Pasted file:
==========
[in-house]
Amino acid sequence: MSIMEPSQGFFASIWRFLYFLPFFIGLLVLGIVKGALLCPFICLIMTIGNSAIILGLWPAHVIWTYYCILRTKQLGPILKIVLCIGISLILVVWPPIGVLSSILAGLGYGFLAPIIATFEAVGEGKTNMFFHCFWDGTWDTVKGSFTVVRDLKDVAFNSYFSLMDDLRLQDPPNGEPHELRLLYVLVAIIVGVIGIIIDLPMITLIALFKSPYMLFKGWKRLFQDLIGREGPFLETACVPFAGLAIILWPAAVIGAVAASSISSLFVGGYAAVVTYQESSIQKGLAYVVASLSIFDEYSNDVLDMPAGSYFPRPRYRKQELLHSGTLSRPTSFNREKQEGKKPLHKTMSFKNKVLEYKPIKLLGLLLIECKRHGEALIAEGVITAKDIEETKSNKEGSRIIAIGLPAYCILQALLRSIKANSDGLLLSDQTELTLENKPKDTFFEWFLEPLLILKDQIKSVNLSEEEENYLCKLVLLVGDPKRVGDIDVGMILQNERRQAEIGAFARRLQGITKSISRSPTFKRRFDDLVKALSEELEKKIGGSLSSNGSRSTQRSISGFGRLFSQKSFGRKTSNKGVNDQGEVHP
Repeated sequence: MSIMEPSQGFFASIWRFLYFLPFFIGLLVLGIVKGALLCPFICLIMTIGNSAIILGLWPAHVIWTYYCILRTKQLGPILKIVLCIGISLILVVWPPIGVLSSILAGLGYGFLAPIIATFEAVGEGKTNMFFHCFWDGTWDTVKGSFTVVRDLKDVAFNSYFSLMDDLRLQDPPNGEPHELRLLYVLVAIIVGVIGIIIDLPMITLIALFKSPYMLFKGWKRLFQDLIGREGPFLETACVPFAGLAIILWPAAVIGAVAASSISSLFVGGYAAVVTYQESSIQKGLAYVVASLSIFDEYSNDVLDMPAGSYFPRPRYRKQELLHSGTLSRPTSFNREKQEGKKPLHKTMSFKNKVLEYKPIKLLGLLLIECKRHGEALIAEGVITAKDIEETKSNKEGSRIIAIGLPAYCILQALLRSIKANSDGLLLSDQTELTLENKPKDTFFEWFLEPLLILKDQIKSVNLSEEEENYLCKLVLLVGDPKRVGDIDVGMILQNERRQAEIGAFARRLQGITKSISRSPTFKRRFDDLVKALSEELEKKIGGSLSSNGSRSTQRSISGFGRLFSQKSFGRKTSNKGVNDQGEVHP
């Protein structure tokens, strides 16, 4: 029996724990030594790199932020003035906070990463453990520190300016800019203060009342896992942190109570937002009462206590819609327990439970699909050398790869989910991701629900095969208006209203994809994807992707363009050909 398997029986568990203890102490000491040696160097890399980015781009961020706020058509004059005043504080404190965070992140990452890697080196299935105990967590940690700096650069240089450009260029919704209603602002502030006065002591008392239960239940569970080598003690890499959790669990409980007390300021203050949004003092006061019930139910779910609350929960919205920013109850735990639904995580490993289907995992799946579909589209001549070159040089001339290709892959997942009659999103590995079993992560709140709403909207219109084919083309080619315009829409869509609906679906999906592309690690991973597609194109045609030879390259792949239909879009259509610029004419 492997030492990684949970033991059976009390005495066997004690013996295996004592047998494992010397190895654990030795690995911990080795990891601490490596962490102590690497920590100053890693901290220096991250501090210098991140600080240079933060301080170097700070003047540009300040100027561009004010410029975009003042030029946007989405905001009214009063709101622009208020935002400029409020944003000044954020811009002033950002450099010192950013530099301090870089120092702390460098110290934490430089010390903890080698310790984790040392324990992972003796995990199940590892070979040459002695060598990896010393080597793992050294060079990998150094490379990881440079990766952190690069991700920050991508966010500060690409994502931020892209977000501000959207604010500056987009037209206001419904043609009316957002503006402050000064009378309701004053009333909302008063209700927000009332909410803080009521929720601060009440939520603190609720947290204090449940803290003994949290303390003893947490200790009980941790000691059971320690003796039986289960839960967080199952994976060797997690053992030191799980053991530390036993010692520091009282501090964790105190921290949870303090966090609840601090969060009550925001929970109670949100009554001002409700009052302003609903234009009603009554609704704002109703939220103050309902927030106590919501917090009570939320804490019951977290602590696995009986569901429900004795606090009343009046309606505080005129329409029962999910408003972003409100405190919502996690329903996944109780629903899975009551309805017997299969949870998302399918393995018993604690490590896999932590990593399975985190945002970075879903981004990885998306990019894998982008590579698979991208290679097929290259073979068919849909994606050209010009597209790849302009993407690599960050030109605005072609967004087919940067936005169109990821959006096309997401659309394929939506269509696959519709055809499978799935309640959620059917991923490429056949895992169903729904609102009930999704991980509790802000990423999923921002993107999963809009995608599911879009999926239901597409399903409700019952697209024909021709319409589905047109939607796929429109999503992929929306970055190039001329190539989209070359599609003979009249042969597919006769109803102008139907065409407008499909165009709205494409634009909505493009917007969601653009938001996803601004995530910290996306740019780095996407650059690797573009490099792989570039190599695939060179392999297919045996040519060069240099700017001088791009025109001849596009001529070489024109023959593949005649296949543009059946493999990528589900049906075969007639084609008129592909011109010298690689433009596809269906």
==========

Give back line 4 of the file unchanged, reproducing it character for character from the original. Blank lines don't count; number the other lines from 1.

């Protein structure tokens, strides 16, 4: 029996724990030594790199932020003035906070990463453990520190300016800019203060009342896992942190109570937002009462206590819609327990439970699909050398790869989910991701629900095969208006209203994809994807992707363009050909 398997029986568990203890102490000491040696160097890399980015781009961020706020058509004059005043504080404190965070992140990452890697080196299935105990967590940690700096650069240089450009260029919704209603602002502030006065002591008392239960239940569970080598003690890499959790669990409980007390300021203050949004003092006061019930139910779910609350929960919205920013109850735990639904995580490993289907995992799946579909589209001549070159040089001339290709892959997942009659999103590995079993992560709140709403909207219109084919083309080619315009829409869509609906679906999906592309690690991973597609194109045609030879390259792949239909879009259509610029004419 492997030492990684949970033991059976009390005495066997004690013996295996004592047998494992010397190895654990030795690995911990080795990891601490490596962490102590690497920590100053890693901290220096991250501090210098991140600080240079933060301080170097700070003047540009300040100027561009004010410029975009003042030029946007989405905001009214009063709101622009208020935002400029409020944003000044954020811009002033950002450099010192950013530099301090870089120092702390460098110290934490430089010390903890080698310790984790040392324990992972003796995990199940590892070979040459002695060598990896010393080597793992050294060079990998150094490379990881440079990766952190690069991700920050991508966010500060690409994502931020892209977000501000959207604010500056987009037209206001419904043609009316957002503006402050000064009378309701004053009333909302008063209700927000009332909410803080009521929720601060009440939520603190609720947290204090449940803290003994949290303390003893947490200790009980941790000691059971320690003796039986289960839960967080199952994976060797997690053992030191799980053991530390036993010692520091009282501090964790105190921290949870303090966090609840601090969060009550925001929970109670949100009554001002409700009052302003609903234009009603009554609704704002109703939220103050309902927030106590919501917090009570939320804490019951977290602590696995009986569901429900004795606090009343009046309606505080005129329409029962999910408003972003409100405190919502996690329903996944109780629903899975009551309805017997299969949870998302399918393995018993604690490590896999932590990593399975985190945002970075879903981004990885998306990019894998982008590579698979991208290679097929290259073979068919849909994606050209010009597209790849302009993407690599960050030109605005072609967004087919940067936005169109990821959006096309997401659309394929939506269509696959519709055809499978799935309640959620059917991923490429056949895992169903729904609102009930999704991980509790802000990423999923921002993107999963809009995608599911879009999926239901597409399903409700019952697209024909021709319409589905047109939607796929429109999503992929929306970055190039001329190539989209070359599609003979009249042969597919006769109803102008139907065409407008499909165009709205494409634009909505493009917007969601653009938001996803601004995530910290996306740019780095996407650059690797573009490099792989570039190599695939060179392999297919045996040519060069240099700017001088791009025109001849596009001529070489024109023959593949005649296949543009059946493999990528589900049906075969007639084609008129592909011109010298690689433009596809269906």